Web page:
Alternative Assessment

As per always,  LTHE chat gets me thinking and as per always, 140 characters is insufficient to explore those thoughts fully on twitter. The conversation thread was about inclusivity and the barriers to offering students alternative assessment formats as would be appropriate to specific needs. We’re used to handling obvious stuff such as extensions to deadlines whether that is formally through the ‘approved processes’ or informally as happens from time to time. We also frequently make alternative arrangements for students who miss in-person sessions. This could be by assigning them to specific time slots that meet their request, allowing them to attend a different session if they’ve missed one due to minor illness or a tardy bus, or by shuffling the order of presentations so the student arriving late and panicked has time to settle before presenting. Or perhaps we permit the student with a specific allergy to miss the lab that uses that chemical, and ensure no penalty to the mark. My point is that accommodations happen informally in many many ways.

We often rely on others to tell us what adjustments need to be made to our teaching and assessment. These have an important role to play to ensure that we are aware of students with specific requirements and to advise us on suitable practice to re-level the playing field. While useful, they are often fairly generic and may not be entirely applicable to the subject or assessment.

Let’s go for a straightforward example: writing a lab report. If we break down the practicalities of writing a lab report we get:

  • analysis of data, presentation of data, discussion of data

Analysis is the thinking bit, presentation is the adhering to convention and form bit, and discussion is conveying the thinking bit in some format. Now, the ILOs of an assessment often cover the thinking bit. Sometimes they cover the presenting bit (but that’s often implicit and only appears in the assessment rubric rather than the ILO, that’s a problem we’ll think about at a later date). And rarely they specify how the discussion should be done.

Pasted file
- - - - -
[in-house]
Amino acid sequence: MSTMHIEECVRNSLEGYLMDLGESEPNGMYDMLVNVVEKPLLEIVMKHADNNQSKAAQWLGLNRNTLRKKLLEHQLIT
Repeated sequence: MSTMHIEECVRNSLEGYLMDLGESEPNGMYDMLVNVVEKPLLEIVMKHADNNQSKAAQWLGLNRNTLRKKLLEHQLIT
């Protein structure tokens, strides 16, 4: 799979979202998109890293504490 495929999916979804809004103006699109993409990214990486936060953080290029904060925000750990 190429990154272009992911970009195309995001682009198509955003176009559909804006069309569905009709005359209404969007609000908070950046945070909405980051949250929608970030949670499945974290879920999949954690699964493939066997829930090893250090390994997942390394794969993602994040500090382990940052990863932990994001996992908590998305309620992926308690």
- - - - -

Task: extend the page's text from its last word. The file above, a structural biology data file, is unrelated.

Convention would dictate that a lab report would have specific sections: introduction, results and discussion, conclusion, experimental and possibly supplementary information for that full on journal-esque feeling.  So here’s the question: for which of those sections is it utterly essential that the work be produced on a computer?

If a goal of the assignment is to ensure a student can adequately use MS Word or similar programmes, then the answer is all of it. If the goal of the assignment is for the student to demonstrate their thinking and analysis skills, then the format matters far less than the content. So what alternatives could be offered?

  •  written laboratory report with figures, tables etc, all discussion written down
  • presentation slides with figures and tables etc, all discussion spoken (could be recorded as a screencast or delivered directly to the marker)
  • document with essential aspects formatted (figures, tables, experimental section) and audio recording of discussion

If someone has limited scope to use a computer, producing a fully formatted lab report each time one is required for assessment just because that’s how things are done is challenging.  When the submission format requires substantive effort beyond the analysis and thinking bits (higher order skills than demonstrating ability to format superscripts and subscripts), then the mode of assessment is getting in the way.

The question is then about how these different formats can be marked. And that raises interesting issues about how we, as markers, respond to spoken versus written word. In the three examples above, the student will have done the same amount of data analysis and presentation, and the same amount of thinking. If we separate out presentation/format from content in marking schemes, it’s quite easy to work out how to mark this – we just have to listen instead of reading. And before anyone starts on about referencing and whatnot, it’s perfectly easy to verbally refer to references as Doughnut et al  in speech and provide a reference list. It’s also perfectly easy to say and as figure 1 shows‘.

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